Monday, October 16, 2006

Tories Face Farmer Backlash

As I said here before the Conservatives are listening to the smallest minority of the social conservatives in the their party base when it comes to the Wheat Board. Of course it fits with their neo-liberal idoeology, which is why they do it. However when it comes to the broader base of the farming community across the Prairies, the folks who are the real voter base for the Conservatives, well they are about to lose them over this issue. Cause its not just about the Wheat Board, its about democracy. Which of course scares the bejesus out of the Harper autocracy.

Farmers fretting over Wheat Board's future

Doug Chorney's devotion to the Conservative Party runs deep enough that he spent last winter hammering campaign signs into the frozen prairie on behalf of the local Tory candidate.

But Mr. Chorney, a 41-year-old grain farmer, believes the federal government is about to make an enormous mistake by dismantling the monopoly power of the Canadian Wheat Board.

"They've never properly explained how you can have a strong and viable Canadian Wheat Board in a dual market," Mr. Chorney says. "In fact, every credible voice on the subject says it's not possible."

"They're really floundering on this issue," he says.

"If we just get a vote, we'll have no trouble showing that farmers want the CWB to stay," Mr. Chorney says. "We're not scared of a vote, and the other side is. That speaks volumes."

Mr. Strahl wouldn't commit to a plebiscite, he says in an interview.

"All this task force is doing is answering technical questions on what would be necessary to move from a monopoly position to a marketing-choice position," Mr. Strahl says. "You don't need a plebiscite on that."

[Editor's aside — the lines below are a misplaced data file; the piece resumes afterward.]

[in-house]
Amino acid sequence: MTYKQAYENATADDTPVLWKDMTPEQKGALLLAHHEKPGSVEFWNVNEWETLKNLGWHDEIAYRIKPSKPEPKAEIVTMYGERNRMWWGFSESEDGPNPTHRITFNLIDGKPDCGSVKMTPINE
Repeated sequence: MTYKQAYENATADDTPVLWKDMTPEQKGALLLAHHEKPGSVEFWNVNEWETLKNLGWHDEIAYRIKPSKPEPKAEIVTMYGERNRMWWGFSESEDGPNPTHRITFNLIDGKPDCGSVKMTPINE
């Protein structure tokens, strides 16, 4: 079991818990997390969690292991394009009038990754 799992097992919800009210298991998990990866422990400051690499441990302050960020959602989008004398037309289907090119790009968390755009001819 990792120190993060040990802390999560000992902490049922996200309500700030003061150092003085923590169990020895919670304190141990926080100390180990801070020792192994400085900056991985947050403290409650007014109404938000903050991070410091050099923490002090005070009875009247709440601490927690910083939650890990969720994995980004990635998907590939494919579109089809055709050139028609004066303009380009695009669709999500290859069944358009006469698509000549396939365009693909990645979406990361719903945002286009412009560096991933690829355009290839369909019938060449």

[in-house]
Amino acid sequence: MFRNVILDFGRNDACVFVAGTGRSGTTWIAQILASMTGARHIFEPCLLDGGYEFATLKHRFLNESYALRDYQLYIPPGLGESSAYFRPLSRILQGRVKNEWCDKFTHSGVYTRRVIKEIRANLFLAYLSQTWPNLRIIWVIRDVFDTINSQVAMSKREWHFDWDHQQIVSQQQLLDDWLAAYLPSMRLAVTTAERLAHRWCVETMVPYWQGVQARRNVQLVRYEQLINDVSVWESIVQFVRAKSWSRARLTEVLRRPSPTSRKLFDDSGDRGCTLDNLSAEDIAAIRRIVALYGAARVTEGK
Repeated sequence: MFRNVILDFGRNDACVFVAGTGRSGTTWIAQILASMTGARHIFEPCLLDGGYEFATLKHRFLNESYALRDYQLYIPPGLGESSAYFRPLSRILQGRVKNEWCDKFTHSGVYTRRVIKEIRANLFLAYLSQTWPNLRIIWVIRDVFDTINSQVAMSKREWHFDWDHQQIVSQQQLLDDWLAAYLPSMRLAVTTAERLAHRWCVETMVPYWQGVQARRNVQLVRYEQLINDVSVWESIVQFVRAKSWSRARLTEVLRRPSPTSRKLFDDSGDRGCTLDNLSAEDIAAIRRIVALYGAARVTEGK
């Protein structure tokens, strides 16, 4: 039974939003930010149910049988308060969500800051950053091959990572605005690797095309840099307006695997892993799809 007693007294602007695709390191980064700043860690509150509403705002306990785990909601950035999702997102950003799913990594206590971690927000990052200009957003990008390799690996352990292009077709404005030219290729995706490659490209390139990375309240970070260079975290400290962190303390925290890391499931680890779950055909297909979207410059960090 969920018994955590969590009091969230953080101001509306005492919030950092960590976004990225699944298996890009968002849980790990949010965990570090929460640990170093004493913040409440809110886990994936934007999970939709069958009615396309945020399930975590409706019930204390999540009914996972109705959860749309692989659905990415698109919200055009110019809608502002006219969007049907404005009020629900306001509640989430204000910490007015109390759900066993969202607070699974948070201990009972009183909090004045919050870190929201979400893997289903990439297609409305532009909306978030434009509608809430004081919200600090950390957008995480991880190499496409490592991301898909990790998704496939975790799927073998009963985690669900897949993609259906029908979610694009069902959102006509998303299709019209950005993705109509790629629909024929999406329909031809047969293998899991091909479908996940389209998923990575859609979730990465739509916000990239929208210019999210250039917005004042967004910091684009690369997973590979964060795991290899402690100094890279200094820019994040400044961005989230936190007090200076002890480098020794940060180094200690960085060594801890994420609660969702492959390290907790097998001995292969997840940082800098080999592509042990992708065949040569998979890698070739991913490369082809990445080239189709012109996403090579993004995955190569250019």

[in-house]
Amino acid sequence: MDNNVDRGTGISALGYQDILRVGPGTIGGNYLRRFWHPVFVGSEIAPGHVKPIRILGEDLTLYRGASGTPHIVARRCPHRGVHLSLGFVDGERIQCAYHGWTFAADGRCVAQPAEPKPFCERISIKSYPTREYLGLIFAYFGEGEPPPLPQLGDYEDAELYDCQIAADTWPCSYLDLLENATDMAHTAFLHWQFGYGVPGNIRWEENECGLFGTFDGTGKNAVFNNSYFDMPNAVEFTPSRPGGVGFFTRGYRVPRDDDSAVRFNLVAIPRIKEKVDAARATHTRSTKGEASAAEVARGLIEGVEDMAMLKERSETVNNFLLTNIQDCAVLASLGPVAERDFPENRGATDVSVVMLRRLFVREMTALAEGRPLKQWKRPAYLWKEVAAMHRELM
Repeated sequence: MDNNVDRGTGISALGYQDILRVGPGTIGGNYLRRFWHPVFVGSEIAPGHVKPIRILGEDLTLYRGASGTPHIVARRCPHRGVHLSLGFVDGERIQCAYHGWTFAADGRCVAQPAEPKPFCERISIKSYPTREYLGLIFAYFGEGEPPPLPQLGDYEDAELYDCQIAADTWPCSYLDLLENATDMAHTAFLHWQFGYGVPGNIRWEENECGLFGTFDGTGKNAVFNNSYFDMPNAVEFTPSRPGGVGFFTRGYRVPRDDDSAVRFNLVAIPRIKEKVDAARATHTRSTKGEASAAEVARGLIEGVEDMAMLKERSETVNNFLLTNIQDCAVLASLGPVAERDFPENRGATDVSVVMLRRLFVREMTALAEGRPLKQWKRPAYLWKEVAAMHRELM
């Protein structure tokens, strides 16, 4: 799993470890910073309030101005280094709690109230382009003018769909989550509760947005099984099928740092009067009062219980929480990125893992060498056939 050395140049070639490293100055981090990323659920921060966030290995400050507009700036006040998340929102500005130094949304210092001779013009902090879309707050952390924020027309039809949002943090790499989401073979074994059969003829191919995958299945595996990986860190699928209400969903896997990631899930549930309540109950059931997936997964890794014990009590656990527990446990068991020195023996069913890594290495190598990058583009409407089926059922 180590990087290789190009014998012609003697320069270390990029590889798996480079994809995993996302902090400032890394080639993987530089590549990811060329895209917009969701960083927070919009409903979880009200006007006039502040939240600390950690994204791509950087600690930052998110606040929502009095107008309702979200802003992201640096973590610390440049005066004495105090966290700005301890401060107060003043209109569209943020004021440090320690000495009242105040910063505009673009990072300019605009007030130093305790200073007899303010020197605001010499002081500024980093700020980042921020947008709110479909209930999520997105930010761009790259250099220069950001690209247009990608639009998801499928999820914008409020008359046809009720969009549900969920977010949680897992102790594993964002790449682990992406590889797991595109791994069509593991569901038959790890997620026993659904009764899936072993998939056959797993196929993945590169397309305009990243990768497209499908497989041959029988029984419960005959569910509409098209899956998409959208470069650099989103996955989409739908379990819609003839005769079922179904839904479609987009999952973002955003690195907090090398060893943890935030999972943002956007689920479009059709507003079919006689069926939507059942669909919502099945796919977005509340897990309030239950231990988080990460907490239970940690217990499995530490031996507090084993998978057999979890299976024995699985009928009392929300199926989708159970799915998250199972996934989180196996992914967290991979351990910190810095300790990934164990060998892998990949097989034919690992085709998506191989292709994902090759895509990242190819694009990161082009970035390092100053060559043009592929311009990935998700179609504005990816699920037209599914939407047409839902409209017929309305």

Tories' plan to end Canadian Wheat Board monopoly has political risks

Alan Skardal has voted for the federal Conservatives for more than 30 years, but insists the ballot he cast for them last Jan. 23 was his last.

The grain and cattle farmer from Baldur, Man., says his commitment never wavered despite Tory-supported agriculture policies that cost him and his neighbours thousands of dollars through the years - from elimination of a grain transportation subsidy to support for meat packers during the mad cow crisis.

But the party's decision to look at ending the Canadian Wheat Board's monopoly on western wheat and barley exports before letting farmers vote on it is the last straw.

"I don't know who I will vote for in the next federal election, but I do know who it won't be. I will never vote Conservative again," Skardal, 50, wrote this month in a letter to the editor of the Farmers Independent Weekly.


And for more on the Wheat Board check out fellow Albertan and Progressive Blogger Buckdog.


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4 comments:

Labby said...

Perhaps your forgetting that little tid-bit about farmers being thrown in jail for trying to sell their grain south of the border. Yes, how very democratic!!!

eugene plawiuk said...

Those weren't farmers those were right wing political activists acting as provocatuers. They challenged the law through direct action and civil disobidience which resulted as it always does with their arrest. No different than the environmentalists who get dissed by you guys for getting busted for tree hugging. You makes your protest you takes your chances. Thats what civil disobiedence is all about. You challenge the law, and sometimes the law wins. Only right wingers are sore losers.

Labby said...

They werent farmers?

Larry Gambone said...

The Tory slogan ought to be "Let Nothing Stand In The Way Of Cargill!" Because thats where the wheat will end up without the WBC... Too bad we don't have some politicians with the huevos to say, "Fine, you wreck the CWB, we set it back up again, and charge you for the cost of doing so."